• Active and focused engagement by all participants (instructor & students) in accordance with the mission and principles of the School for New Learning.
  • Interactive lectures, informational interviews, library/archive research, hands-on practice, assessment processes, advising sessions and the students' creation of authentic assignments.
  • Readings (required and beyond).
  • Assignments (designed to expand participants' understanding, focus and ability relevant to each competency).

Course Resources

To buy your books, go to http://depaul-loop.bncollege.com

Textbook

Rogers, Scott. (2014). Level up: The guide to great video game design. West Sussex, UK: John Wiley and Sons. ISBN: 9781118877166

Software

  • Screencast-O-Matic or Camtasia (Students can download a free 30 day trial)
  • Video editing software (can be Microsoft or software from your video camera company)
  • Skype or Face Time (free downloads)
  • Other free (or 30 day free trial) downloadable software that required for some of the course modules, such as Go Animate, Sploder, Toon Boom, Spelunky, Ning, Movie Maker, Inkscape, GIMP, PaintShop Pro, and other software apps.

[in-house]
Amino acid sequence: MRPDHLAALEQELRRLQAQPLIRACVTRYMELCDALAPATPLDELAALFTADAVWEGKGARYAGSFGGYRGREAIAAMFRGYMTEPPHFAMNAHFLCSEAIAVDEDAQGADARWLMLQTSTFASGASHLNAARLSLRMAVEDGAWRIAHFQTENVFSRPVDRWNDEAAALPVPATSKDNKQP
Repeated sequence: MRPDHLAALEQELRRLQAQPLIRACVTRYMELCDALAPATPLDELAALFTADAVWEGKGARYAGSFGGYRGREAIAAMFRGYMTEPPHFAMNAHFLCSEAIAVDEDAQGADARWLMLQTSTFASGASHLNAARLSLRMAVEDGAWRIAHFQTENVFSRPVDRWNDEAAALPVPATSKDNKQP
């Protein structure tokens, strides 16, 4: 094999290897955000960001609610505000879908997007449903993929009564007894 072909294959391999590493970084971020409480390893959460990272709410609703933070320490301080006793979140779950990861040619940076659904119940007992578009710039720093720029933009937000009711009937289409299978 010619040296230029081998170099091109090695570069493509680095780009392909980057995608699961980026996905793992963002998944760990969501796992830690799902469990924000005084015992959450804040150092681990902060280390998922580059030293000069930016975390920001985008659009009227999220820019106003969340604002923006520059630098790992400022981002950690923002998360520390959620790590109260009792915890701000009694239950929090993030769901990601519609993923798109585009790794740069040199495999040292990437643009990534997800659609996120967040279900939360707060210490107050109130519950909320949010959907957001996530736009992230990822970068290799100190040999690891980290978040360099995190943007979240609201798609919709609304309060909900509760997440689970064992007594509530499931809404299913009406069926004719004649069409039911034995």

• Any and all resources pertaining to the student's individualized focus area.

The course will also present the necessary technology and instructional design tools so that students can design their own training program and develop a basic training and performance plan that reflects their own work environments.

Prerequisite

Basic computer skills, including the ability to use and save work with Microsoft Word and PowerPoint. The competencies applied for this course are: H2X, S1D, S3X, FX.

Course Learning Goals and Deliverables

After completing this course, you will:

  1. Be able to recognize and use design tools for designing websites, animations, games and mobile delivery applications.
  2. Be able to design sites, games, videos and tools recognizing different types of virtual environments where these tools could be applied for work as well as recreation.
  3. Be able to create a basic screencast-enhanced video, animation, and game unique to the student's work or recreational environment.
  4. Be able to demonstrate understanding of the basic principles of mobile delivery of application programs by setting up an application delivered using mobile delivery.
  5. Be able to generally assess and evaluate strengths and weaknesses of animation and game application programs.

Note: assignments take into account diverse learning preferences of students and include 'scaffolding' throughout the course to support students' progress to high standards of achievement.

Course Competencies